Britain's Prime Minister David Cameron has taken 120 delegates to China in a bid to seal a lucrative trade deal for the UK, as well as to push for more negotiations between the European Union and the Asian economic powerhouse to unlock trading between the two.
The UK government sees China as a vital trade partner if it is to meet its own £1tn (€1.21tn, $1.64tn) target value for exports by the end of the decade, as it seeks to rebalance the economy away from debt-drive consumption. The value of UK exports to China hit a £1bn monthly average for the first time ever at the beginning of 2013.
Officials from the two nations have already signed a landmark currency deal that allows the Industrial and Commercial Bank of China (ICBC) to issue a renminbi bond in London, a move cementing the UK's status as a western hub for strictly-controlled renminbi trading.
"Put simply, there is no country in the western world more open to Chinese investment, more able to meet the demands of Chinese consumers, or more willing to make the case for economic openness in the G8, the G20 and the European Union," said Cameron in the Chinese magazine Caixin.
"And there is no country more ready to forge a dialogue of mutual respect and understanding that can address issues of concern and advance our shared interests in the world."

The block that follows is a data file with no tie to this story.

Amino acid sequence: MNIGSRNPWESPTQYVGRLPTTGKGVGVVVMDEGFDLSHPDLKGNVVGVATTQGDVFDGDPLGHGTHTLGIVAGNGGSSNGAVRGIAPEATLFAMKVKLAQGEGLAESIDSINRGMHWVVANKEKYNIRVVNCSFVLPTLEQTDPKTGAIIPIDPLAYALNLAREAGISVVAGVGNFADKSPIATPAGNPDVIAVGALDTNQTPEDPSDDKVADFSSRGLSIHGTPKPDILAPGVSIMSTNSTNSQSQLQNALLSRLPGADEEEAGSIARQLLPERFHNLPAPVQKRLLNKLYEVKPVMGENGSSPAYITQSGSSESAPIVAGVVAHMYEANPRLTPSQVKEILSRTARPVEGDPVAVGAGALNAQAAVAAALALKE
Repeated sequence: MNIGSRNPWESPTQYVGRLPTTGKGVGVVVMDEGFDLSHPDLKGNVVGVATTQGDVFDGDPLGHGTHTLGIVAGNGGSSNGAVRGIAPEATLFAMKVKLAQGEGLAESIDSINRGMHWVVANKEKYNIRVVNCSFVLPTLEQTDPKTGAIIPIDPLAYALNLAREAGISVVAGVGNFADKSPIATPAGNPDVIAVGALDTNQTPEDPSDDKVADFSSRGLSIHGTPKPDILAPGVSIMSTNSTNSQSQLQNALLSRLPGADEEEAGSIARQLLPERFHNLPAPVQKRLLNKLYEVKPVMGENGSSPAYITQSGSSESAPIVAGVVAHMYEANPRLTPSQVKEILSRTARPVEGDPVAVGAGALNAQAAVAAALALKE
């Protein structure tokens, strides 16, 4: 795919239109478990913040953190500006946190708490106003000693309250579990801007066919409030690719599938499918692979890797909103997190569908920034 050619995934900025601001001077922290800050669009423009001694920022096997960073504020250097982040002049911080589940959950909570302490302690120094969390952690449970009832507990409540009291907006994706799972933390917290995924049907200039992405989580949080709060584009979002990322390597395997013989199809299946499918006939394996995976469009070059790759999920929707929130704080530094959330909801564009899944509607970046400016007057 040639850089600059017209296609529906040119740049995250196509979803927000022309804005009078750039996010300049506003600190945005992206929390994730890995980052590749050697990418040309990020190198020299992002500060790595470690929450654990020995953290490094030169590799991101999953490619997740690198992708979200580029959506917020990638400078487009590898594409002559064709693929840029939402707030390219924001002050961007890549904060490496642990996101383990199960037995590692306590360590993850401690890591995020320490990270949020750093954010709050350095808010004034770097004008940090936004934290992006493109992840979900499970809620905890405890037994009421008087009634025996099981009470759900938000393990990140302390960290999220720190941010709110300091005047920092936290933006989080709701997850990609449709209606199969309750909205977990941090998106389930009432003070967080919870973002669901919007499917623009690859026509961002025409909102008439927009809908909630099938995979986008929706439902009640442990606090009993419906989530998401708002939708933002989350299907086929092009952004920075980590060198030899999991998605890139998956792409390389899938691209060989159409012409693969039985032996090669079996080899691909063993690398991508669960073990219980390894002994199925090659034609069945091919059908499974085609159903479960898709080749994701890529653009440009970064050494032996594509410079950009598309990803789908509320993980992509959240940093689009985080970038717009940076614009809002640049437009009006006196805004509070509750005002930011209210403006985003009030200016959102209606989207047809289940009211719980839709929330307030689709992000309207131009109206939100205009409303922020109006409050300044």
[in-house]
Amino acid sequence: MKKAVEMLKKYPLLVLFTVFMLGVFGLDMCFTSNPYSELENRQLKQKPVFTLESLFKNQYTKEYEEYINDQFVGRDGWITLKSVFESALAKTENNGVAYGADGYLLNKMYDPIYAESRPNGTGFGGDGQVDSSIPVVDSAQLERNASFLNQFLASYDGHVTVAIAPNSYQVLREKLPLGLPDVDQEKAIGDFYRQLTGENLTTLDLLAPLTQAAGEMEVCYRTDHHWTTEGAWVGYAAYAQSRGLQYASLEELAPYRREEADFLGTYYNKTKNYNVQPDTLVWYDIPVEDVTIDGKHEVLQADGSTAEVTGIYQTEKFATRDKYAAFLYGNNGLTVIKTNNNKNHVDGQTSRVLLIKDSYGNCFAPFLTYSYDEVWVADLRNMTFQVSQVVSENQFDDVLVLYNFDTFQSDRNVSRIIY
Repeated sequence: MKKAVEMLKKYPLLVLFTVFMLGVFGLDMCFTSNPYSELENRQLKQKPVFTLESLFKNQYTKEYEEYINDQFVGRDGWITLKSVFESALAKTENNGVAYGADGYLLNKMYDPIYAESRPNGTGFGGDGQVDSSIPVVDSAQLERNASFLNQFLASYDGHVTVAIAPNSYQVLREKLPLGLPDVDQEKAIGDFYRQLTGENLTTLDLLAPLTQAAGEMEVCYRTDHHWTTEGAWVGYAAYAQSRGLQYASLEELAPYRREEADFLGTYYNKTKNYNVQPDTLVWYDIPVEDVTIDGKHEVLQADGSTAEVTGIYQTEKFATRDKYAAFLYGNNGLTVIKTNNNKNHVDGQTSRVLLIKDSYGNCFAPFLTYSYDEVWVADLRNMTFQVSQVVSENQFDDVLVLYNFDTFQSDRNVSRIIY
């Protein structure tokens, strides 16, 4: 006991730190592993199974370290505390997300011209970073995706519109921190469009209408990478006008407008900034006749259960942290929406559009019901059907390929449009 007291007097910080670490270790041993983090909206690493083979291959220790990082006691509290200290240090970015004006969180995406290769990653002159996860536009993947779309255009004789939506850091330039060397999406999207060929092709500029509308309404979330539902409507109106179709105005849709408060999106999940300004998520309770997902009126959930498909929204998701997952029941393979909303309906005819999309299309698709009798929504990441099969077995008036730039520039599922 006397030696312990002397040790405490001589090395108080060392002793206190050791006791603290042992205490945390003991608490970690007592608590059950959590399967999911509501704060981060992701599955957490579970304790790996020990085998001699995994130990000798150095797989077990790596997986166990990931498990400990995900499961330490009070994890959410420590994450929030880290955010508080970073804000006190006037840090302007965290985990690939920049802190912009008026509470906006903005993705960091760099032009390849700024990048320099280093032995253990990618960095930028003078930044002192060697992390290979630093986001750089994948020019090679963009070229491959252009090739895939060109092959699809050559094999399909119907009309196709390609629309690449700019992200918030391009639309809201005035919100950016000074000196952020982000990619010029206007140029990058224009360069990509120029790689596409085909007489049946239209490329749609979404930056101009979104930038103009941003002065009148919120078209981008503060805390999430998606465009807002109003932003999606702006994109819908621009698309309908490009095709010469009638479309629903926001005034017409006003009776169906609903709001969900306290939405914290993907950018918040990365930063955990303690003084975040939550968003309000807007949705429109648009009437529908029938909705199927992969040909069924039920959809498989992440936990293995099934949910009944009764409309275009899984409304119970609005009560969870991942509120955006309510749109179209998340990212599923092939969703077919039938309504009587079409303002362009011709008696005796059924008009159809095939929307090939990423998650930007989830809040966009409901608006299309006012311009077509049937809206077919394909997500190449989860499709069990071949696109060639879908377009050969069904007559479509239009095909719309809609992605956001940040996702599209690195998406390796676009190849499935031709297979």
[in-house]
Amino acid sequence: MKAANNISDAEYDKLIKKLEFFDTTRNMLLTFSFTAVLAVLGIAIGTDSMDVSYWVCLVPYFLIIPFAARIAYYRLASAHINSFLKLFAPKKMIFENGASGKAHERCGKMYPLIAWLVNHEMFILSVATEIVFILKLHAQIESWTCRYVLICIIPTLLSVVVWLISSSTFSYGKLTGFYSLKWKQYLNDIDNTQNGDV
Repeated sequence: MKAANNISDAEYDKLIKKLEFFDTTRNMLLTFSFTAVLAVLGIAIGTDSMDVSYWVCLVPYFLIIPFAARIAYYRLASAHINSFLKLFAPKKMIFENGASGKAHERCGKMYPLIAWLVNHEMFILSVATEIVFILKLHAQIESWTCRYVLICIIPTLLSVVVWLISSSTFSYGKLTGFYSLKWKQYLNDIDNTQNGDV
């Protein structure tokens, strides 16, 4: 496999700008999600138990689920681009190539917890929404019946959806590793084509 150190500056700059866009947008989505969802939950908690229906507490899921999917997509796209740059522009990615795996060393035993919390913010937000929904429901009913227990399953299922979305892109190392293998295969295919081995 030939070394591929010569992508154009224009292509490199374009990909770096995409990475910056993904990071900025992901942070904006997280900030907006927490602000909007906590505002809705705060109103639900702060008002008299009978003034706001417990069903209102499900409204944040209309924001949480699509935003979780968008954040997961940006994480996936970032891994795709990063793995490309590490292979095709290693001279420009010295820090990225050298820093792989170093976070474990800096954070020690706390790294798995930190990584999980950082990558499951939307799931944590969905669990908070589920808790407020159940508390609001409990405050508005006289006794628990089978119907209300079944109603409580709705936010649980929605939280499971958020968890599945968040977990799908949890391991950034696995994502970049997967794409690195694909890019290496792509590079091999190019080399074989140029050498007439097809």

Cameron also said that the latest trade trip is aimed at building on the current EU-China negotiations on investment and China's planned economic reforms, such as stripping away red tape around foreign direct investment.
"I now want to set a new long-term goal of an ambitious and comprehensive EU-China free trade agreement," he said.
"And as I have on the EU-US deal, I will put my full political weight behind such a deal which could be worth tens of billions of dollars every year."
Cameron is due to attend the official opening of a new academy in Beijing for training technicians, salesmen and service staff for Jaguar Land Rover, which is signing a £4.5bn agreement to provide 100,000 cars to the National Sales Company over the next year.
He will also hold talks with Premier Li Keqiang on a separate China-UK deal said to be worth £1.8bn a year.
Business delegates accompanying the prime minister include chief executives from British Petroleum, Standard Chartered and Rolls Royce among others.
There are also many delegates representing smaller businesses, including Westaway Sausages of Devon, Moulton bicycles and the Cambridge Satchel Company.
The trade delegation is understood to be something of an appeasement to China after diplomatic relations were strained when Cameron met the Dalai Lama, Tibet's spiritual leader.
China has annexed Tibet and there are regular clashes between Tibetans who want independence and the Chinese authorities.
This trip was meant to take place in April, but was cancelled over the meeting, which China's UK ambassador said had "seriously interfered with China's internal affairs".